A model of Lin Evola’s “peace angel” sculpture, which will be placed at 4th and Gless streets in September. / Photo by Jonathan Olivares


In November 1992, artist Lin Evola had a vision while standing at the intersection of 4th and Gless streets, in front of a motel marked by a history of murder, drugs and prostitution. Evola saw seven angels, who spoke to her about the doom of humanity if she did not soon initiate an endeavor of peace.

Lin returned to Los Angeles nearly two decades later to fulfill that vision ”“ seeking a place to create and install a peace angel sculpture. She was touring Boyle Heights with an old friend and stopped on a corner. She suddenly realized it was the location of the hotel she visited in 1992.

Today, a symbol of transformation stands in that very place: the Boyle Heights Technology Youth Center, a multipurpose community center and high school. In September 2013, the technology center will become the home of her first peace angel monument for California, created from thousands of melted weapons that gun owners turned in to the Los Angeles Police Department in return for an incentive.

The idea of the peace angel inspires her artistic work, which uses art as a medium of peace and transformation.

In her art endeavors dedicated to promoting peace, she has created and placed peace angels in Johannesburg, South Africa; Bosnia/Herzegovina; and Jerusalem. Her work has been viewed in exhibits around the world and is collected by prominent people and organizations worldwide, including Bill and Hillary Clinton, Her Majesty Queen Noor al Hussein of Jordan, Sarah Brady, The Joseph Campbell Foundation, Marion Rockefeller Weber, Vera Pratt and Anne Cooling.

Evola talked with Boyle Heights Beat about her inspiration and her experience creating an artistic monument calling for peace in Boyle Heights. This is an edited transcript of the conversation.

Why are you contributing the peace angel to Boyle Heights?
In 1992, I started coming to Boyle Heights, and I had an inspirational experience. I started to go there because of Father Greg Boyle of Homeboy Industries. When I was there, I found out from the mothers there how they were losing their sons, and I saw the families fighting to save their sons, and such power from the family and the community and Father Greg and Father Kennedy. The troubles are so pervasive, and kids were getting killed, and this was going on and on. It was a struggle almost as if it was a separate country, and I fell in love with the families, especially the mothers.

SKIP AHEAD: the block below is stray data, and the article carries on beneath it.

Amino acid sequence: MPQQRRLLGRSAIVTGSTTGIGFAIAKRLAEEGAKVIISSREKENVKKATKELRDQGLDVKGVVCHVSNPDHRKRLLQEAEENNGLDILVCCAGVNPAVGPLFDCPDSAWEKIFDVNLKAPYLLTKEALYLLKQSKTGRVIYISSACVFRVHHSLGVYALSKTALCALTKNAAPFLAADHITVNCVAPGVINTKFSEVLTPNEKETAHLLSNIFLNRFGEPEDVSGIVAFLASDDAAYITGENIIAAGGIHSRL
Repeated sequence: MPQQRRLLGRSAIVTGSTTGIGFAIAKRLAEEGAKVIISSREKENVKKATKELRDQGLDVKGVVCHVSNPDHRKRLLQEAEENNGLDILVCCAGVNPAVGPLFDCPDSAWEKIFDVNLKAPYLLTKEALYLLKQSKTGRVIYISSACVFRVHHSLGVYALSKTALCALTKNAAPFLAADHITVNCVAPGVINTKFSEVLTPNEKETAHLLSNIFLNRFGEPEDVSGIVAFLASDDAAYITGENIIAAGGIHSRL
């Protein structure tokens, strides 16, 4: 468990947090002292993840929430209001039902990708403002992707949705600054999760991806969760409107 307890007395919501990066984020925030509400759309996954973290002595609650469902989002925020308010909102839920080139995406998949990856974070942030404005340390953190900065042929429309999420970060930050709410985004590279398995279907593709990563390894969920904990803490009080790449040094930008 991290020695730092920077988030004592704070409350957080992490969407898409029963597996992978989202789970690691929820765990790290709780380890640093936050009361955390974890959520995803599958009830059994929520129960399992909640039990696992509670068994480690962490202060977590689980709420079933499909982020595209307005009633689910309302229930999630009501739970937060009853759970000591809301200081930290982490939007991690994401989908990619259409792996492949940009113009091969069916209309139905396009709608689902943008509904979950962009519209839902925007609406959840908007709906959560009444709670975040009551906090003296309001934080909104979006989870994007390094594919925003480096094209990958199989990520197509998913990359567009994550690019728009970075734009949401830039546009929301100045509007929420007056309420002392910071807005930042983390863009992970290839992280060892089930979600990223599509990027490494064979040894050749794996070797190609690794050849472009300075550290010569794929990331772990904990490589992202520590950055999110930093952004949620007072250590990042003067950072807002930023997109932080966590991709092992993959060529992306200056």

You worked with Father Boyle during that time and spent time here. Why Boyle Heights?
I saw seven angels for two hours in November 1992, and they told me if we didn’t do something, humanity would not continue because of the violence. And they showed me what our world would become. And I feel very strongly that there are certain places on the Earth ”“ and they’re almost like acupuncture points ”“ where there is a very strong contrast between war and peaceful living, and I think that East L.A is one of those places. So is New York.

To what extent did you see people protect their children?
Not everybody does, which is shocking to me, because my son is everything to me. When you are anticipating the child’s actions, and you are in a very dangerous neighborhood, it is very intense and hard. I want the peace angel to create awareness and create another layer of protection, because nothing, nothing ever takes the place of a family.

What will the peace angel represent to the community?
For me, it represents the transformation of the community from one of fighting to one that prospers and grows and educates. It’s about transformation every minute of your life.

What do you think it will mean to future generations of Boyle Heights?
I think it will stand as a reminder that there was a line drawn in the sand, that people were not going to put up with the violence any more, that this is land of peace. And it takes a great deal of effort to create land filled with peace, and that is what I hope it will represent.

Why do you try to use art as a medium of peace?
Historically, art has always been used as a medium of peace. Throughout history, when you see a painting, it was a basis of creating a better world and a world with order.

What do you believe is in store for Boyle Heights?
I feel that it can be very prosperous. I hope to see teens attending college and becoming doctors and studying what they love.

Do you expect the Angel to be a beacon of hope?
Yes, of hope and fortitude and strength.

What are some obstacles that you had to overcome to get the peace angel to the Tech Center?
Continually staying strong myself, to overcome the death of my husband, and then getting funding.
How many times did you visit Boyle Heights, and what are some things you experienced?
Maybe 40 times. And, well, I aged there. I talked to people about where the peace angel should go, and what was going on in the neighborhood.
 
 

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